St Petroc is reputed to have founded a monastery on the site of Bodmin in the 6th century naming the place Petrocstow. Certainly, by the time of the Doomsday Book, the monastery held land across this part of Cornwall and the associated settlement was the largest in Cornwall at the time. The name Bodmin is probably derived from the Cornish for ‘dwelling of the monks’ and was recorded as early as 1100, although there are plenty of variants in documents including Bodman, and Bodmyn.
Bodmin was the centre for three Cornish rebellions. the first in 1497 when a Cornish army marched all the way to Blackheath in London in protest against increased taxes. here it was met by the Royal army, which defeated the rebels in battle. This unrest probably led to Bodmin being the place where the usurper Perkin Warbeck, masquerading as one of the ‘princes in the tower’ was proclaimed King Richard IV before moving east. However, once the army came up against forces loyal to Henry VII, it soon surrendered. The third rebellion was in 1549 when people in the west country objected to the imposition of the new prayer book by Edward VI. They advanced into Devon and besieged Exeter, but after fighting a number of battles, they were forced to retreat.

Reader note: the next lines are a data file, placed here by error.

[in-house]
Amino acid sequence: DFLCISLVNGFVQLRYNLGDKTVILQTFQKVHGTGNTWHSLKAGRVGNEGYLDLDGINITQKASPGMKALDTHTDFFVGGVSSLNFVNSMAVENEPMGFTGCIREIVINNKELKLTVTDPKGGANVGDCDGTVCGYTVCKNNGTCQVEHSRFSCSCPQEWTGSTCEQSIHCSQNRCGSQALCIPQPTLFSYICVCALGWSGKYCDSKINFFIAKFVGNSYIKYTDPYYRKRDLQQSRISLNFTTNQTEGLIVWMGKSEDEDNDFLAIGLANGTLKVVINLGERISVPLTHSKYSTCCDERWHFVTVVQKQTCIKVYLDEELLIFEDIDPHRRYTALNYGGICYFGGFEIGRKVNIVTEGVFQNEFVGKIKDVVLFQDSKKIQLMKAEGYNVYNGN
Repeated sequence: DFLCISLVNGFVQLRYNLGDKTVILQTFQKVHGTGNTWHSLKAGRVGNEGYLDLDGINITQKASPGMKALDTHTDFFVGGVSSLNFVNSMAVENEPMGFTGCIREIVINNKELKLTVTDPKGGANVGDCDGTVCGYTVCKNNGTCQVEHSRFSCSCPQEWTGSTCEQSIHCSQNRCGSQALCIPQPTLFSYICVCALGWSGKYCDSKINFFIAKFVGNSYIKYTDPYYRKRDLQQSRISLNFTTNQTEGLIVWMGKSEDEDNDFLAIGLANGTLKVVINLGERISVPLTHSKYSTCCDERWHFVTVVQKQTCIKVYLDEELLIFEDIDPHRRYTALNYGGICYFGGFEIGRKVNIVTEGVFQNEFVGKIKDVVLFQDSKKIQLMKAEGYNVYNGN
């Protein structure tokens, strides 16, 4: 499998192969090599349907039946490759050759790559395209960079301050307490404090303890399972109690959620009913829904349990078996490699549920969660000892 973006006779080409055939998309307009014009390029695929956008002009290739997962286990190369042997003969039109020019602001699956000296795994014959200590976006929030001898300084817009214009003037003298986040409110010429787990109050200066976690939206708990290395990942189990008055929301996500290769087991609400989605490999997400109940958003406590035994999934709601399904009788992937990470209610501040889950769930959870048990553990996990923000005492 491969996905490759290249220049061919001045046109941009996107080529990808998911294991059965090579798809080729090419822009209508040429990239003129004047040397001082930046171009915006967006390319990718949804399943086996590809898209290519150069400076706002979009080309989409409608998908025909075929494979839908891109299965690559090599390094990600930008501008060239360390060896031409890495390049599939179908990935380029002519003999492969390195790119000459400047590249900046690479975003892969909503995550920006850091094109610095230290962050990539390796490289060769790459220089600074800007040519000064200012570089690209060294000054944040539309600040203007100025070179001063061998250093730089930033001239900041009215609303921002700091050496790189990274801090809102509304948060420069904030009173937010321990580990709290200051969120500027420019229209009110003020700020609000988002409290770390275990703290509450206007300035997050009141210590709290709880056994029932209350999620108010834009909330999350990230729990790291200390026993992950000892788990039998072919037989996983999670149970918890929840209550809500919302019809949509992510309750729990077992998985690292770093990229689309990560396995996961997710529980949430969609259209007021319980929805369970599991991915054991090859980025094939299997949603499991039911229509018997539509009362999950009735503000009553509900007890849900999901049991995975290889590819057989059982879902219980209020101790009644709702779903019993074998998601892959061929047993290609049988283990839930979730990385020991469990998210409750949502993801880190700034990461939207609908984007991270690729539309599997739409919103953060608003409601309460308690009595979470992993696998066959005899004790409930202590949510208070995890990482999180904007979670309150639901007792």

Bodmin briefly served as the County town of Cornwall from 1835 until 1876, when the administration moved to the newly created city of Truro. Bodmin’s former jail, courthouse and Barracks are now open as museums